Summary of Chapter 4 and 5 of “Animated Storytelling” by Liz Blazer
In Chapter 4 of “Animated Storytelling” Liz Blazer demonstrates how color is a very powerful element in any animation. Used correctly, the element of color is just as powerful as sound in your story telling. It can create rhythm, structure, mood, accentuate important points in the story and even express feeling beyond the characters movements and script. But before we jump into that, lets do a quick review on how color measurement and vocabulary in film is different from other mediums such as print and web.
First, broadcast, video and film use the RGB spectrum of color. This is the richest spectrum as it emulates vision, white light passing through a spectrum to create range. Print and web are limited both by ink pigments and monitor reproduction using the CMYK (Cyan, Magenta, Yellow & Black) and Hexadecimal (RRGGBB) value spectrum for consistency. That said, there are three distinct measurements in RGB:
- Hue: Common color name, examples: Red, Blue, Green. Think of a basic 32 pack set of crayons.
- Saturation: The intensity or purity of color. Highly saturated colors look vibrant.
- Value: The relative lightness or darkness of a color. How much light the color is exposed to determines its value.
Blazer explains that creating a “color script” is essential to the storyboarding process. You or your design team need to be deliberate about color selection. That can be done in production and post production but the plan needs to be there in pre-production. Often, if you are working on a commercial project, the client will have an existing color palette in their style guide that you can draw from for your piece. The color script should emphasize key moments. Use color to move the story along, similarly to how we used ‘beats” in previous chapters. Below is a color script created by Lou Romano for the PIXAR animated movie “The Incredibles” in 2003-2004. Color was so important in this movie’s process that they began working on the color scripts in 2000 and they were original done in watercolor. If you want to see this in action, check out the amazing use of color and motion in the final credits of “The Incredibles”
Now that we are conscious of color. There are a few guidelines that we should consider as we infuse our story with color:
- Limit your palette – Don’t distract the viewer’s eye, use color to support the story not just create a series of beautiful pictures.
- Support your subject – Don’t upstage your action or subject with overuse of color in your compositions and backgrounds.
- Select One Thematic and One Accent Color – Choose a dominant thematic color to unify your entire piece and a color to compliment it.
- Use Saturation Mindfully – Use saturation in important places and moments when you need a character or story point to pop.
- Use Surprise Color for Punctuation – You may strategically introduce a surprise or jarring color at a key moment for plot emphasis.
- Design For Movement – In your compositions, colors in your still elements should not compete with moving ones.
- Make Your Own Rules – These are just tried and true rules of thumb, but every project is different. Feel free to experiment and if it works, go with it.
“Ever tried. Ever failed. No matter. Try Again. Fail again. Fail better” – Samuel Beckett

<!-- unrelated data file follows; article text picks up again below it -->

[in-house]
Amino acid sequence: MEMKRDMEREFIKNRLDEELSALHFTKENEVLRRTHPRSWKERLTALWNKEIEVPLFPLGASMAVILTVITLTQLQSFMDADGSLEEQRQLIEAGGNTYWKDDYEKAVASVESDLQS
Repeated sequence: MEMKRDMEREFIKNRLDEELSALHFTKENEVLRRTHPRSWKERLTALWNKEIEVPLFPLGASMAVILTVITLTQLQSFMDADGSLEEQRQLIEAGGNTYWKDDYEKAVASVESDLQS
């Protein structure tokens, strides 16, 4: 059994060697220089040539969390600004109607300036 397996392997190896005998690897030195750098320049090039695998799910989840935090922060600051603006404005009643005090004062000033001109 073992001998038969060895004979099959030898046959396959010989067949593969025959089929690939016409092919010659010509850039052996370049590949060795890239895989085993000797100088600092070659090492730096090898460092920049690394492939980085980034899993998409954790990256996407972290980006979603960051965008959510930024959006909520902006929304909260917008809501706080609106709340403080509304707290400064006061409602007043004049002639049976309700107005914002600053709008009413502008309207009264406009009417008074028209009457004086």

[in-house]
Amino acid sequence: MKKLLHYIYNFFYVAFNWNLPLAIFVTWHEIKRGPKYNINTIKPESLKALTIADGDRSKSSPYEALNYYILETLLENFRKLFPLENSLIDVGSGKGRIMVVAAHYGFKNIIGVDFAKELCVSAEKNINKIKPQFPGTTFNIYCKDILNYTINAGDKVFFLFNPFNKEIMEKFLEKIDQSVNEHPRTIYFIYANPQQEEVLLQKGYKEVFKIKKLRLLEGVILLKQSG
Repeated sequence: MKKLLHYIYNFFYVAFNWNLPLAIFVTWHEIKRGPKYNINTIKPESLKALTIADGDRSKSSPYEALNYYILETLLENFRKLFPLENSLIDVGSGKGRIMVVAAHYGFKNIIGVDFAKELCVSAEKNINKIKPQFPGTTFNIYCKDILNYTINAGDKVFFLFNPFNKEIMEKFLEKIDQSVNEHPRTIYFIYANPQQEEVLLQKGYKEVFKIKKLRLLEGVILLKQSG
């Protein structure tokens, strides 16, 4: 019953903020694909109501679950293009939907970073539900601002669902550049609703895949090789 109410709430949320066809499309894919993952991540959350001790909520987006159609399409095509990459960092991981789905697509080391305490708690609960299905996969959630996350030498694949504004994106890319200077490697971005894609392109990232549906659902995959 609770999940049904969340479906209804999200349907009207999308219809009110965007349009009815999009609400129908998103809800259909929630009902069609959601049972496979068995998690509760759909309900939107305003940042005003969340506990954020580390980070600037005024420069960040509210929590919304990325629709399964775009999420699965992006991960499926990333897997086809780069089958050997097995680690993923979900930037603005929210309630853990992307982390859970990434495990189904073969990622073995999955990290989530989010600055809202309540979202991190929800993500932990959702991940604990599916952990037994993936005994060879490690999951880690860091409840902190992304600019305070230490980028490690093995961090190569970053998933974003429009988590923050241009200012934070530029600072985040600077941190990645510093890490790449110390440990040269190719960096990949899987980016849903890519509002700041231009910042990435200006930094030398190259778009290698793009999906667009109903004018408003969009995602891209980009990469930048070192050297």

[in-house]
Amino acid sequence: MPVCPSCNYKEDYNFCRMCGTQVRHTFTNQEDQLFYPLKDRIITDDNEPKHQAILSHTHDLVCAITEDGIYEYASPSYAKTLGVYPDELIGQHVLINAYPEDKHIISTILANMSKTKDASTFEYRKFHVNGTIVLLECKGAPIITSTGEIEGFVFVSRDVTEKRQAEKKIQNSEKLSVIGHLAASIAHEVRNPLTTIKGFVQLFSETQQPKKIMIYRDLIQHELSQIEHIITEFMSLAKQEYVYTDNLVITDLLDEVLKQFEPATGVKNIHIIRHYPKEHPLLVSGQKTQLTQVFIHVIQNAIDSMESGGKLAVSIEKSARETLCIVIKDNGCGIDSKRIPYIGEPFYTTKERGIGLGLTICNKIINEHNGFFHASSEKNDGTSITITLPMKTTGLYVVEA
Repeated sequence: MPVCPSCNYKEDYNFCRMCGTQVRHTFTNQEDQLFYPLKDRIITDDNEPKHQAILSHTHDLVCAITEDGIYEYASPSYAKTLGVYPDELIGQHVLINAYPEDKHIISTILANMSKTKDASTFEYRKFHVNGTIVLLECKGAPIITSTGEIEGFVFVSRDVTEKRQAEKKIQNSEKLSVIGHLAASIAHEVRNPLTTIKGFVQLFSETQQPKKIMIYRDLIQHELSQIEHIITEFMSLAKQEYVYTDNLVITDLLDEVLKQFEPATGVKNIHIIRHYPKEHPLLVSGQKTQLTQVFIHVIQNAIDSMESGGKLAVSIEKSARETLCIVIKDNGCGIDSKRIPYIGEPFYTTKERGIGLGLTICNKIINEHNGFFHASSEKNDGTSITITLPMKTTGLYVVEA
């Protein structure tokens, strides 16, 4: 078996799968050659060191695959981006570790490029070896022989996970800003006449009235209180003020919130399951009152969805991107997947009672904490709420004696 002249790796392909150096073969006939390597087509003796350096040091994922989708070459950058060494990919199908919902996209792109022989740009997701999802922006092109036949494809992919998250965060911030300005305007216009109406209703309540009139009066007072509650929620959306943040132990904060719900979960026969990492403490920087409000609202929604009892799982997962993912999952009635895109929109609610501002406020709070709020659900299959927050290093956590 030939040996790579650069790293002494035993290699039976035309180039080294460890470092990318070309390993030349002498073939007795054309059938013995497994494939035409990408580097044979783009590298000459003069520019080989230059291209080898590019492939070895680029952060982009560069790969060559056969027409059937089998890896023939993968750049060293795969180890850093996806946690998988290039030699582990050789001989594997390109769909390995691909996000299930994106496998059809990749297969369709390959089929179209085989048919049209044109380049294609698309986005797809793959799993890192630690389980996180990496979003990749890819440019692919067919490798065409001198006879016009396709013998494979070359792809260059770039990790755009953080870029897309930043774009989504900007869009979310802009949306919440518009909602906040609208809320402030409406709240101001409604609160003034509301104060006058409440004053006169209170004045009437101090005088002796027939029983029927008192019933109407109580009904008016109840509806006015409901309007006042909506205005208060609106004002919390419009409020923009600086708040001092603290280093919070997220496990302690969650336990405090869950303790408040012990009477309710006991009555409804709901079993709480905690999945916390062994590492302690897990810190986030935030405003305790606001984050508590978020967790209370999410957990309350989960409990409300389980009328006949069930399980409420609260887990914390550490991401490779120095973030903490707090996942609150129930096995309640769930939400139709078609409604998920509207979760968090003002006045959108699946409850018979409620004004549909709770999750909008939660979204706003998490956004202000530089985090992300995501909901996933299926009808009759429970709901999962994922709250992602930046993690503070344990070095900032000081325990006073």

And speaking of experimentation, Learning how to “fail better” is a perfect segue into Chapter 5 of the book. Blazer encourages us to make “bad art”. This means to not be afraid to create something unpleasing to the eye. To experiment with different styles and techniques until you find the right way to animate a piece or communicate an idea. Do not just experiment with color, test movements, materials, lighting, makeup. Your “mistakes” are an important part of the process, known in corporate circles as “research and development”, your next mistake , the leaning tower of pizza, may be the next breakthrough to genius. Note: the digital age is wonderful and so forgiving, just make sure you back-up and save a copy of your original work before you ruin it. Just kidding, kind of.
Work at the edge of your skill set. Work in your area of expertise, but always try new things that make you uncomfortable within that medium. Things that make you think..”Oh no… that may be too advanced for me” or “Oh no….that may take me forever” That is exactly where you need to be all the time. Go channel your inner Bob Ross and make that shiny little world, with some happy trees and maybe some snow caps in the distance, whatever you imagine in animation….it is possible.
Make the work you want to be hired to do. Include personal and experimental projects in your portfolio. Do not allow yourself or others to define and limit what your potential is. Recently I was doing some research on stop motion photography and came across a company called Sumo Science (post here), 8 years ago, they did this “Fluid Test”. Since then, they have gone on to set two world records in animation and a bunch of award winning work.
Now that you’ve had a little pep talk on color and commitment, go out there and make some eyes sore! Or better yet some eyes soar. Rock on.
Shawn is an Information Technology manager in Washington D.C. and a graduate student at Quinnipiac University pursuing his masters in Interactive Media and Communications.
Blazer, L. (2016). Animated storytelling : simple steps for creating animation & motion graphics. San Francisco, CA: Peachpit Press.
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